Not Just Your Garden Variety Tomato

heriloom tomatoesFrom north to south, and coast to coast, tomatoes are consistently the most popular fruit or vegetable in American gardens. But for most gardeners, just any old tomato plant just won’t do.

Some prefer red, some like them yellow, or even purple. Some people prefer tomatoes that are as large as a melon, while others, as tiny as a dime. Some want them juicy, others want a dense, pulpy tomato. Fortunately there are around 700 different tomato varieties in cultivation today.

People start calling us around the middle of February to find out when the tomato plants are going to arrive and to place special orders for the particular varieties that have captured their hearts. Make no mistake—people have very strong feelings about tomatoes!

cherry tomatoesWhen trying to decide which tomatoes to plant, there are a lot of different factors to take into consideration. What are you going to use them for? How thick is the skin? How high or low is the acid content? How long does it take them to produce fruit? Are they crack and disease resistant? How big will the plant grow?

This last question leads to your first decision: do you want a determinate or indeterminate tomato plant? Determinate tomatoes are often called bush tomatoes.

The main characteristics of determinate tomatoes are:

  • they grow to be about 3-4 feet tall
  • they don’t need staking and caging
  • the entire crop ripens at one time
  • the plant dies after the crop occurs
  • a lot of early varieties are determinate
  • perfect for people who want massive amounts of tomatoes all at once for canning, etc.

Indeterminate tomatoes are often called vine tomatoes. Their main characteristics are:

  • they grow about 6-8 feet (or higher!)
  • they need strong staking or caging systems
  • they will continually produce flowers and fruit until the plant dies (usually first frost)
  • a lot of heirloom varieties are indeterminate
  • they are ideal for people who want to add tomatoes to their diet all season long.

Tomatoes are then broken down into four basic categories:
1. Modern/Globe tomatoes
2. Paste/Plum tomatoes
3. Heirloom tomatoes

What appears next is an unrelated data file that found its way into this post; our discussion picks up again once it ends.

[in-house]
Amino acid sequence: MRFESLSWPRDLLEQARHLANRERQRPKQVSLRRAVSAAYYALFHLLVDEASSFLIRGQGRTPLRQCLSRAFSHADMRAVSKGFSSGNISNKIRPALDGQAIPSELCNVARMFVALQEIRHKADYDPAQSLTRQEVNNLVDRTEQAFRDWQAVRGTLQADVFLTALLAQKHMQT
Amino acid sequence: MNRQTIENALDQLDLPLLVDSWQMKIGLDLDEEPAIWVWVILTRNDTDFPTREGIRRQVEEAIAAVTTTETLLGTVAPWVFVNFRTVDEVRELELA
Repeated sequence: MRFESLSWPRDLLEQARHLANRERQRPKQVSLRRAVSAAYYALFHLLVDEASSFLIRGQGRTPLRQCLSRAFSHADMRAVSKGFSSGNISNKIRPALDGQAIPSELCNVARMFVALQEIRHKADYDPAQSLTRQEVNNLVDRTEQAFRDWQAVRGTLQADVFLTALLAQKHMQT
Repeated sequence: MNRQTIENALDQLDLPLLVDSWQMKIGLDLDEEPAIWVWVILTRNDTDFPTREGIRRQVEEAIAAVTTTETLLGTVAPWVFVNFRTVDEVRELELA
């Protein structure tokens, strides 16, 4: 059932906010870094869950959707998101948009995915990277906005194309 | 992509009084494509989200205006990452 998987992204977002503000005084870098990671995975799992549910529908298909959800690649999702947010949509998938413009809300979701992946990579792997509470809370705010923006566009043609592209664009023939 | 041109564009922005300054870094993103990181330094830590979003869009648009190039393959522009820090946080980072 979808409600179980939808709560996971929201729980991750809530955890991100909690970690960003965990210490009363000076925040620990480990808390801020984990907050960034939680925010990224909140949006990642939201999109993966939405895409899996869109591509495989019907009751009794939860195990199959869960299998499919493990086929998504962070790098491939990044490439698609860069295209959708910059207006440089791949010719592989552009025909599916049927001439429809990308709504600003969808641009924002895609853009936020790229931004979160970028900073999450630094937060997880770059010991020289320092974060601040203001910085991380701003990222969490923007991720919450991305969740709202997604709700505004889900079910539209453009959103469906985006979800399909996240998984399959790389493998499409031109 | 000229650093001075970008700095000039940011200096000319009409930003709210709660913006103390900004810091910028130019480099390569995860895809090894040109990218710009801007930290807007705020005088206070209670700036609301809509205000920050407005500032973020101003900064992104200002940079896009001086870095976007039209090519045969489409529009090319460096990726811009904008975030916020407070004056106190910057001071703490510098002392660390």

4. Cherry/ Small Fruited

Modern/Globe tomatoes are your standard variant of slicing tomatoes. They are easily identifiable because they are large, round and red. They can also weigh up to 2 pounds! Great examples are Early Willamette (good tasting, determinate), Better Boy (solid and good for slicing, indeterminate), and Celebrity (crack resistant flavorful fruits suited to our climate, semi-determinate).

Heirloom tomatoes are generally considered to be varieties that have been passed down through several generations (or more) because of valued characteristics, often their great flavor. Heirloom tomatoes come in a large variety of shapes, colors and densities. Beautiful examples of heirlooms are Cherokee Purple (3-5 inch pink purple fruit that continually win taste tests, indeterminate), Mortgage Lifter (sweet mild flavored fruits, large and meaty, indeterminate), and Aunt Ruby’s German Green (green blushed, tart sweet fruit, indeterminate).

Cherry/Small Fruited tomatoes are small tomatoes that belong to the cluster variant. Cherry tomatoes are much sweeter and juicier than larger varieties. Scrumptious examples are Super Sweet 100 (long strands of sweet fruit, indeterminate), Isis Candy (beautiful golden marbled red fruits, indeterminate), and Stupice (Czechoslovakian heirloom with superior sweet flavor, early yields, cold tolerant, indeterminate).

People often ask if the tomato is a fruit or vegetable. In the 1990s, amazingly, the Supreme Court made a ruling on this. Botanically speaking, tomatoes are fruits, but in “everyday life” they are thought of as vegetables. The Justices ruled with everyday life, thus legally they are vegetables. Maybe that’s a good thing, otherwise, wouldn’t that make ketchup a smoothie?

Our bounty of tomato plants arrive this month. Stop by our May 10th Food Fair and chat with Sloan from Teal Creek Farms, one of our main tomato growers.

Tags: No tags

Comments are closed.